Bernard Lonergan’s “Insight”: on becoming an intellectually fulfilled theist

“Well, they’re deductivists. And you know what I think of deductivists.”

That’s how Bernard J. F. Lonergan, S.J. (1904-1984) answered when I asked him about the Austrian school of economics.

Yes, I did know what he thought of them. More on that presently.

On June 22, 1983 I was on the campus of Boston College, engrossed in an afternoon session on Lonergan’s then-unpublished “Essay in Circulation Analysis, the economics section of that year’s Lonergan Workshop. (An unofficial edition circulated among Lonerganians.) My aunt, the late Anne T. Flood, Sister of Charity, Ph.D. (Catholic University of America; dissertation on Bishop Christopher Butler and Lonergan) beckoned me from the hallway.

Would I like to meet the great man?

I didn’t return to the classroom.

Patricia “Pat” Coonan, who had known Lonergan since 1945, drove us from Chestnut Hill to Weston, where he was convalescing at the Campion Center. When we arrived, it wasn’t certain that Lonergan was up to a visit. We might have to turn around.

But soon he was ready [my diary shows] and greeted us [from his hospital bed] with a smile. Pat introduced me to the master, and I managed to comport myself properly. I did not interview him, but I did tell him about myself, what his work has meant to me, and even raised the question [of] macroeconomics with him when Pat brought up her difficulties with the “Circulation Analysis.” Lonergan stressed his own macroeconomic approach, not seeming to be aware that [Ludwig von] Mises’ and [Murray N.] Rothbard’s “microeconomic” approach has addressed the “Depression” argument against the free market.

Image result for bernard lonerganIn the aftermath of the Great Depression, immersed in theological studies and spiritual formation between his profession of vows in 1924 and ordination in 1936, Lonergan produced that manuscript. In the ‘70s, after his methodological work was done, he returned to it.

Continue reading “Bernard Lonergan’s “Insight”: on becoming an intellectually fulfilled theist”

Sidney Hook: a halfway house for a recovering Stalinist

“That monster!”

Such was Herbert Aptheker’s reaction when I mentioned my having enrolled in “The Philosophy of History and Culture,” a course to be taught by his nemesis, Sidney Hook (1902-1989).  That was in 1972. I was a New York University (NYU) philosophy undergraduate. The class would be Hook’s last in an NYU teaching career that began in 1926 (including chairing its philosophy department from 1948 to 1969).Picture

I was checking in with Aptheker, the Communist historian, literary executor of W. E. B. Du Bois and, at the time, my “boss,” at his AIMS office to see if he had research tasks for me. The casual announcement was my idea of chit-chat.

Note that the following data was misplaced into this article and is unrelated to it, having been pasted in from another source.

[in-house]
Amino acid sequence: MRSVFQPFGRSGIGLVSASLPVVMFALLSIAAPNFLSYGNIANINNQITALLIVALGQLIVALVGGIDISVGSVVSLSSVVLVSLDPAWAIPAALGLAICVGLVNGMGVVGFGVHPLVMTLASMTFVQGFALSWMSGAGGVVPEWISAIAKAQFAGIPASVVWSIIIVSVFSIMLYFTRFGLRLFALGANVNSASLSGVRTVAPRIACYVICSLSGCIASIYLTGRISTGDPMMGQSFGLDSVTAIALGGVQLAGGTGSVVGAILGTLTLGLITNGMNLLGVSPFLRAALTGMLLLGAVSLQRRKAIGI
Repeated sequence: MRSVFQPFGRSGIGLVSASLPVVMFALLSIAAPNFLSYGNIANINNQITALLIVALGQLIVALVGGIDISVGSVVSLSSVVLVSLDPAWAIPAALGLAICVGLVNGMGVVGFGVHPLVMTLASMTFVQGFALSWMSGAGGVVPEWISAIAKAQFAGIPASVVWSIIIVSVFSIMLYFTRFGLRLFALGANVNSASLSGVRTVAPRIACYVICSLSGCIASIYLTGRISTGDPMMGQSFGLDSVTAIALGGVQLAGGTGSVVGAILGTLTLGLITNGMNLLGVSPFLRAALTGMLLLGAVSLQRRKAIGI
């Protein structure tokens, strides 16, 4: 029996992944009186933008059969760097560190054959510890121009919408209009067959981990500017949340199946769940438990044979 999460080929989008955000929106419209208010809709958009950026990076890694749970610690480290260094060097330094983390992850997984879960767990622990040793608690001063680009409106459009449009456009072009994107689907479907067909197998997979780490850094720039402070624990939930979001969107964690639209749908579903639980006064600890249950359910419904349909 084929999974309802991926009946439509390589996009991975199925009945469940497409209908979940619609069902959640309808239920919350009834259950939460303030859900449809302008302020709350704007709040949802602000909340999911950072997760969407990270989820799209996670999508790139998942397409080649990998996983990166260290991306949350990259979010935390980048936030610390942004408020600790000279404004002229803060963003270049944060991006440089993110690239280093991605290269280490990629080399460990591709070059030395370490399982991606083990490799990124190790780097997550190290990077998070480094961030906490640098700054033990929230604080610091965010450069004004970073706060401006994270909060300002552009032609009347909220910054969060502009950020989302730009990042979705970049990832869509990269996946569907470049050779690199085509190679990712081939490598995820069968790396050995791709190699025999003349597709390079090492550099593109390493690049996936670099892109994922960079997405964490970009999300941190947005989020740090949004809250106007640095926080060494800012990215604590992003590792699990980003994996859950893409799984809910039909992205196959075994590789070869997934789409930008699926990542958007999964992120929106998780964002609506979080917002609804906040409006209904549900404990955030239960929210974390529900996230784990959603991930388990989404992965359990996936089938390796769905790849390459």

Herbert ApthekerEarlier that year I had dropped into Hook’s office at 25 Waverly Place to ask about the class. As a young Red, I couldn’t pass up the chance to meet this infamous anti-communist in the flesh.

A letter of mine in support of Angela Davis, then on trial for aggravated kidnapping and first degree murder, appeared recently in the student newspaper. I had forgotten about it.

After a few minutes of chit-chat I rose and turned to leave. But before reaching the door . . . 

“What did you say your name was?”

Busted. I complied.

“This should be very interesting.”

“Yes,” I muttered.

Continue reading “Sidney Hook: a halfway house for a recovering Stalinist”

Eric Voegelin: no debate without accord on existential order

“What ‘banged’?”

That was Eric Voegelin‘s derisive reaction to someone’s mentioning the prevailing cosmology, the Big Bang theory (not to be confused with the television comedy whose theme song’s lyrics encapsulate the disordered cosmology Voegelin analyzed*).

He asked that rhetorical question on March 26, 1983 in Newton, Massachusetts during a Friday night-Saturday afternoon conference arranged by organizers of the annual Lonergan Workshops. (During that year’s meeting in June I’d meet Bernard J. F. Lonergan, SJ, whose mind I revered as much as Voegelin’s.)

Being a Rothbardian libertarian, I could hardly resist asking Voegelin about the seminars that Ludwig von Mises led in Vienna in the twenties. Smiling, Voegelin said he appreciated learning from Mises that inflation is not an increase in prices but rather the central bank’s increase in the money supply not commensurate with an increase in production of commodities. (A government may politically “freeze” prices, but then the economic effect of the inflation, that is, of the physical increase, is a shortage of the goods whose prices were frozen.) 

At the cocktail hour I asked Voegelin (I paraphrase from memory) how he could communicate with scholars whose grasp of the historical material was far below his (among whom he did not number Father Lonergan, but I certainly include myself). “With a kind of controlled irony,” he deadpanned. 

Continue reading “Eric Voegelin: no debate without accord on existential order”